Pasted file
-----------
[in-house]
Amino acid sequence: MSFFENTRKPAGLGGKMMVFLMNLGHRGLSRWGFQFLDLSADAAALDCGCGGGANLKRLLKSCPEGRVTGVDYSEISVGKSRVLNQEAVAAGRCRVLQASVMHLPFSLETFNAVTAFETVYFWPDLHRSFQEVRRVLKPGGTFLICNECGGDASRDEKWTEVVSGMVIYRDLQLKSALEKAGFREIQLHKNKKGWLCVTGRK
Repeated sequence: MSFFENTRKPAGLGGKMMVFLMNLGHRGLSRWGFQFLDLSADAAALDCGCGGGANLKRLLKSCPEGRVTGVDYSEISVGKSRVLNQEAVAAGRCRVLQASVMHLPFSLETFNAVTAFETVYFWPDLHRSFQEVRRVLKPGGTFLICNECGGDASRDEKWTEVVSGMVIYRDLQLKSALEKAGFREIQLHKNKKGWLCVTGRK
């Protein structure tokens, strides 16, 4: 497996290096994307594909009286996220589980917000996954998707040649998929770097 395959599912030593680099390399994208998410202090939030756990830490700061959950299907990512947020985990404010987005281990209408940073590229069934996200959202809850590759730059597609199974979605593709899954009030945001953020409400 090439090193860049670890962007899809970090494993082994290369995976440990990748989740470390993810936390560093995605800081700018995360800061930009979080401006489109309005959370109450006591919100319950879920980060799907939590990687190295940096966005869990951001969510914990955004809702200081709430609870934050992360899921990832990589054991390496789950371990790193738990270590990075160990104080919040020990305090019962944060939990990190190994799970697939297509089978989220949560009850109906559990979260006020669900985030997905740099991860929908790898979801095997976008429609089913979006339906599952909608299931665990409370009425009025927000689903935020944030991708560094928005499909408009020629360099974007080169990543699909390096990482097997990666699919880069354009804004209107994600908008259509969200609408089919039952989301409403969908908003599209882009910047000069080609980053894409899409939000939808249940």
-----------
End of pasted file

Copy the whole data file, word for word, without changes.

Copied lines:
[in-house]
Amino acid sequence: MSFFENTRKPAGLGGKMMVFLMNLGHRGLSRWGFQFLDLSADAAALDCGCGGGANLKRLLKSCPEGRVTGVDYSEISVGKSRVLNQEAVAAGRCRVLQASVMHLPFSLETFNAVTAFETVYFWPDLHRSFQEVRRVLKPGGTFLICNECGGDASRDEKWTEVVSGMVIYRDLQLKSALEKAGFREIQLHKNKKGWLCVTGRK
Repeated sequence: MSFFENTRKPAGLGGKMMVFLMNLGHRGLSRWGFQFLDLSADAAALDCGCGGGANLKRLLKSCPEGRVTGVDYSEISVGKSRVLNQEAVAAGRCRVLQASVMHLPFSLETFNAVTAFETVYFWPDLHRSFQEVRRVLKPGGTFLICNECGGDASRDEKWTEVVSGMVIYRDLQLKSALEKAGFREIQLHKNKKGWLCVTGRK
């Protein structure tokens, strides 16, 4: 497996290096994307594909009286996220589980917000996954998707040649998929770097 395959599912030593680099390399994208998410202090939030756990830490700061959950299907990512947020985990404010987005281990209408940073590229069934996200959202809850590759730059597609199974979605593709899954009030945001953020409400 090439090193860049670890962007899809970090494993082994290369995976440990990748989740470390993810936390560093995605800081700018995360800061930009979080401006489109309005959370109450006591919100319950879920980060799907939590990687190295940096966005869990951001969510914990955004809702200081709430609870934050992360899921990832990589054991390496789950371990790193738990270590990075160990104080919040020990305090019962944060939990990190190994799970697939297509089978989220949560009850109906559990979260006020669900985030997905740099991860929908790898979801095997976008429609089913979006339906599952909608299931665990409370009425009025927000689903935020944030991708560094928005499909408009020629360099974007080169990543699909390096990482097997990666699919880069354009804004209107994600908008259509969200609408089919039952989301409403969908908003599209882009910047000069080609980053894409899409939000939808249940």